Italian officials are warning of a possible state of emergency amid worsening water shortages and soaring summer temperatures.
Parts of northern Italy are parched
Regional governors in the drought-stricken north have already asked for state help.
Other parts of southern Europe are also sweltering in high summer temperatures.
If there is no rain within two weeks, drastic steps may follow, including limiting water supplies to either agriculture or industry, Italian officials say.
The River Po is at record lows - nearly eight metres (24 feet) below its normal level.
Worst-hit regions include Piedmont, Emilia-Romagna, Lombardy and Venice.
In Venice, rainfall in the first six months of the year was 40% lower than average.
"Water supplies are guaranteed until the end of the month. But if it doesn't rain we'll have to decide what our priorities are - agriculture or industry," said Italy's civil protection head, Guido Bertolaso.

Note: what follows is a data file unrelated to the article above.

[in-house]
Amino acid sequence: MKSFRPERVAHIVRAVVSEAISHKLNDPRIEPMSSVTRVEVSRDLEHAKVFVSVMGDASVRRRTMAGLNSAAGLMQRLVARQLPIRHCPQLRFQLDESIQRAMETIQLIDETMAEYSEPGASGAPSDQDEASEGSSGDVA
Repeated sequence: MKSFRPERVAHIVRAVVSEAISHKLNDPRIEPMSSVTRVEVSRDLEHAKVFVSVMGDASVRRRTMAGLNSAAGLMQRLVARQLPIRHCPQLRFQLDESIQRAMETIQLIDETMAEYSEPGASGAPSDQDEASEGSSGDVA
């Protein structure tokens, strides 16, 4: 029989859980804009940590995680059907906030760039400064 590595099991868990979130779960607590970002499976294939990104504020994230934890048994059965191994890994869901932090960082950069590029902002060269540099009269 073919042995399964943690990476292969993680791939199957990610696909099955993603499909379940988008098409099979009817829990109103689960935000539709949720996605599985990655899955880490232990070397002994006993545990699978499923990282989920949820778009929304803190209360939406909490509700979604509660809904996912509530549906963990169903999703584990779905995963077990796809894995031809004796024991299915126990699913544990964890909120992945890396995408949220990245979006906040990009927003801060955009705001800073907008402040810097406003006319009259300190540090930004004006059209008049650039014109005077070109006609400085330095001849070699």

Prayers for rain
There is also a risk that heavy power usage - for example for air conditioning - could create a black-out across north-eastern Italy, La Stampa newspaper quoted him as saying.
One northern Italian power station, at Ostiglia, has already been forced to shut down due to a lack of water to cool its turbines.
The Porto Tolle plant, about 60 kilometres (40 miles) south of Venice is also thought to be at high risk of closure.
Farmers' fields have turned to dustbowls
Up to 2.5 million people could be affected if it is shut down, Italy's
Ansa news agency said.
The water shortage has been worsened by record temperatures in June, which pushed up water usage.
One Italian bishop, in Rovigo, urged his congregation to pray for rain.
There are fears that this year's grape harvest could be hit, along with other crops.